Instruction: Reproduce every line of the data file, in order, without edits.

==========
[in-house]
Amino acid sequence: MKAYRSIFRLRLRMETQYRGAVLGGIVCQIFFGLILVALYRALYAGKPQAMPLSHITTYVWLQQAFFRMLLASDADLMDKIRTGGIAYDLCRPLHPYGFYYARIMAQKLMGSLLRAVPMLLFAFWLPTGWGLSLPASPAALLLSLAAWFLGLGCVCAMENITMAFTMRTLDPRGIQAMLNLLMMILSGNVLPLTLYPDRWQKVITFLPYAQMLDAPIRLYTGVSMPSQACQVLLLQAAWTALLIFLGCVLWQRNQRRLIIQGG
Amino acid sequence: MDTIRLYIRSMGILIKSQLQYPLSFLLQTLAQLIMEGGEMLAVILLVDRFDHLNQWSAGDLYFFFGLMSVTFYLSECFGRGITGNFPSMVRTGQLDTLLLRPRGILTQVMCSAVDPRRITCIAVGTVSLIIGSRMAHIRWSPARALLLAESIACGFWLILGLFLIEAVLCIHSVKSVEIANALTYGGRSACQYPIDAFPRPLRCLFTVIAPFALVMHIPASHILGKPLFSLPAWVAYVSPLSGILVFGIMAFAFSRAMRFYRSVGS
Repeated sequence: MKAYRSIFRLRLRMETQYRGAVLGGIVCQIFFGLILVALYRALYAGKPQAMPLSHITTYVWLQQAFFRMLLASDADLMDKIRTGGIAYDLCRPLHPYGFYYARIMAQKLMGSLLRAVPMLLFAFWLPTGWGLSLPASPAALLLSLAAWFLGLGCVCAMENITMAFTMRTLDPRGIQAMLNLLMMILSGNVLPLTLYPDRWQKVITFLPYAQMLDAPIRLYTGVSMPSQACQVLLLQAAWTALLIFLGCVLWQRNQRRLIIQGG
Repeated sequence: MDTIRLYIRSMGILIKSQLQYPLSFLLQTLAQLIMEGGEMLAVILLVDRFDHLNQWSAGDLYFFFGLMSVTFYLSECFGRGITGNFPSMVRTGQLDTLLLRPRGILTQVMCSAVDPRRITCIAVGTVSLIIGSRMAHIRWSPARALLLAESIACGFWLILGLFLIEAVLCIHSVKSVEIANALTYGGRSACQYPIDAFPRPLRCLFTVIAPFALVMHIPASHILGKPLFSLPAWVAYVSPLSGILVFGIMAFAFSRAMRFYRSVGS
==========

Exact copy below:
[in-house]
Amino acid sequence: MKAYRSIFRLRLRMETQYRGAVLGGIVCQIFFGLILVALYRALYAGKPQAMPLSHITTYVWLQQAFFRMLLASDADLMDKIRTGGIAYDLCRPLHPYGFYYARIMAQKLMGSLLRAVPMLLFAFWLPTGWGLSLPASPAALLLSLAAWFLGLGCVCAMENITMAFTMRTLDPRGIQAMLNLLMMILSGNVLPLTLYPDRWQKVITFLPYAQMLDAPIRLYTGVSMPSQACQVLLLQAAWTALLIFLGCVLWQRNQRRLIIQGG
Amino acid sequence: MDTIRLYIRSMGILIKSQLQYPLSFLLQTLAQLIMEGGEMLAVILLVDRFDHLNQWSAGDLYFFFGLMSVTFYLSECFGRGITGNFPSMVRTGQLDTLLLRPRGILTQVMCSAVDPRRITCIAVGTVSLIIGSRMAHIRWSPARALLLAESIACGFWLILGLFLIEAVLCIHSVKSVEIANALTYGGRSACQYPIDAFPRPLRCLFTVIAPFALVMHIPASHILGKPLFSLPAWVAYVSPLSGILVFGIMAFAFSRAMRFYRSVGS
Repeated sequence: MKAYRSIFRLRLRMETQYRGAVLGGIVCQIFFGLILVALYRALYAGKPQAMPLSHITTYVWLQQAFFRMLLASDADLMDKIRTGGIAYDLCRPLHPYGFYYARIMAQKLMGSLLRAVPMLLFAFWLPTGWGLSLPASPAALLLSLAAWFLGLGCVCAMENITMAFTMRTLDPRGIQAMLNLLMMILSGNVLPLTLYPDRWQKVITFLPYAQMLDAPIRLYTGVSMPSQACQVLLLQAAWTALLIFLGCVLWQRNQRRLIIQGG
Repeated sequence: MDTIRLYIRSMGILIKSQLQYPLSFLLQTLAQLIMEGGEMLAVILLVDRFDHLNQWSAGDLYFFFGLMSVTFYLSECFGRGITGNFPSMVRTGQLDTLLLRPRGILTQVMCSAVDPRRITCIAVGTVSLIIGSRMAHIRWSPARALLLAESIACGFWLILGLFLIEAVLCIHSVKSVEIANALTYGGRSACQYPIDAFPRPLRCLFTVIAPFALVMHIPASHILGKPLFSLPAWVAYVSPLSGILVFGIMAFAFSRAMRFYRSVGS